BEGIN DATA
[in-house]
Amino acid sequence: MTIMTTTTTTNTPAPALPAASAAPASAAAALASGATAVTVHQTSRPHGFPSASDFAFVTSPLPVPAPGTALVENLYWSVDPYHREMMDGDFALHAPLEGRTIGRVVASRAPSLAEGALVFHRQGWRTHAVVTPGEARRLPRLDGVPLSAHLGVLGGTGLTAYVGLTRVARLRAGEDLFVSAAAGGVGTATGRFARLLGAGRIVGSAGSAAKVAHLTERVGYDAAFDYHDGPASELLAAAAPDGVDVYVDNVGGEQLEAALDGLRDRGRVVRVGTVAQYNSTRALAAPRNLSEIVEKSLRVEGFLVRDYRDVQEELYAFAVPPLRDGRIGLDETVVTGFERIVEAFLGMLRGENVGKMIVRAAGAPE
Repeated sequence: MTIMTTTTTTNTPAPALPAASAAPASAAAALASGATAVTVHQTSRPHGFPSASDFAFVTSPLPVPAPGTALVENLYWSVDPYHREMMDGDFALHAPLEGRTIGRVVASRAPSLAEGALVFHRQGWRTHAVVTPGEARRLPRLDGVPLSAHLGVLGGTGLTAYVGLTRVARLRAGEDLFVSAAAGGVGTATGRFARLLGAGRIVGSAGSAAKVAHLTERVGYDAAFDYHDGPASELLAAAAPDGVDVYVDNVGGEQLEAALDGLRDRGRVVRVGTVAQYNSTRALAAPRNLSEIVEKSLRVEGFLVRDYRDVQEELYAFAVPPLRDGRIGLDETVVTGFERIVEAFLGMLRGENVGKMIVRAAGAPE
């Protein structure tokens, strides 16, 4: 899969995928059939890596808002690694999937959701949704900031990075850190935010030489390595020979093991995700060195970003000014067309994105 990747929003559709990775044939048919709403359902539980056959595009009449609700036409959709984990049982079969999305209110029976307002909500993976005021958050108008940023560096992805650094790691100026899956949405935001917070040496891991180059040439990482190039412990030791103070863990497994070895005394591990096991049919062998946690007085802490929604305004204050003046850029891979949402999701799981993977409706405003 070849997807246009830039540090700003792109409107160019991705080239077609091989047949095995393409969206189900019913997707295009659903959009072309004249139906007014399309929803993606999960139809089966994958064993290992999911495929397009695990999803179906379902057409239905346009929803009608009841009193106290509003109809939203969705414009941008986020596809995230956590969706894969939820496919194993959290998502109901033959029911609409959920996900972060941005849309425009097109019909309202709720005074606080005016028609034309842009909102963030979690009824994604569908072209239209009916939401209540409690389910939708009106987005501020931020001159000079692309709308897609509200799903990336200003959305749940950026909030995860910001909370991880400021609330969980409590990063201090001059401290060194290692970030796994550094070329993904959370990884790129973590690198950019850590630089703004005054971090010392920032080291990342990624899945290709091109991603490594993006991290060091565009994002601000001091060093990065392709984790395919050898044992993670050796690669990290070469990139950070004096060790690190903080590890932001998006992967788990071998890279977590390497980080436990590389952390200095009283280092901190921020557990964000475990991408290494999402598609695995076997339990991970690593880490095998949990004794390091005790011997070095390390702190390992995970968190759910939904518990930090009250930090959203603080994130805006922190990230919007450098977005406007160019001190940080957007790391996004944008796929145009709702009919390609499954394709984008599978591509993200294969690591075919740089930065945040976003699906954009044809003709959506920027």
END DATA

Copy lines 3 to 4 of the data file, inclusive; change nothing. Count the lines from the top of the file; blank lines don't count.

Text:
Repeated sequence: MTIMTTTTTTNTPAPALPAASAAPASAAAALASGATAVTVHQTSRPHGFPSASDFAFVTSPLPVPAPGTALVENLYWSVDPYHREMMDGDFALHAPLEGRTIGRVVASRAPSLAEGALVFHRQGWRTHAVVTPGEARRLPRLDGVPLSAHLGVLGGTGLTAYVGLTRVARLRAGEDLFVSAAAGGVGTATGRFARLLGAGRIVGSAGSAAKVAHLTERVGYDAAFDYHDGPASELLAAAAPDGVDVYVDNVGGEQLEAALDGLRDRGRVVRVGTVAQYNSTRALAAPRNLSEIVEKSLRVEGFLVRDYRDVQEELYAFAVPPLRDGRIGLDETVVTGFERIVEAFLGMLRGENVGKMIVRAAGAPE
């Protein structure tokens, strides 16, 4: 899969995928059939890596808002690694999937959701949704900031990075850190935010030489390595020979093991995700060195970003000014067309994105 990747929003559709990775044939048919709403359902539980056959595009009449609700036409959709984990049982079969999305209110029976307002909500993976005021958050108008940023560096992805650094790691100026899956949405935001917070040496891991180059040439990482190039412990030791103070863990497994070895005394591990096991049919062998946690007085802490929604305004204050003046850029891979949402999701799981993977409706405003 070849997807246009830039540090700003792109409107160019991705080239077609091989047949095995393409969206189900019913997707295009659903959009072309004249139906007014399309929803993606999960139809089966994958064993290992999911495929397009695990999803179906379902057409239905346009929803009608009841009193106290509003109809939203969705414009941008986020596809995230956590969706894969939820496919194993959290998502109901033959029911609409959920996900972060941005849309425009097109019909309202709720005074606080005016028609034309842009909102963030979690009824994604569908072209239209009916939401209540409690389910939708009106987005501020931020001159000079692309709308897609509200799903990336200003959305749940950026909030995860910001909370991880400021609330969980409590990063201090001059401290060194290692970030796994550094070329993904959370990884790129973590690198950019850590630089703004005054971090010392920032080291990342990624899945290709091109991603490594993006991290060091565009994002601000001091060093990065392709984790395919050898044992993670050796690669990290070469990139950070004096060790690190903080590890932001998006992967788990071998890279977590390497980080436990590389952390200095009283280092901190921020557990964000475990991408290494999402598609695995076997339990991970690593880490095998949990004794390091005790011997070095390390702190390992995970968190759910939904518990930090009250930090959203603080994130805006922190990230919007450098977005406007160019001190940080957007790391996004944008796929145009709702009919390609499954394709984008599978591509993200294969690591075919740089930065945040976003699906954009044809003709959506920027």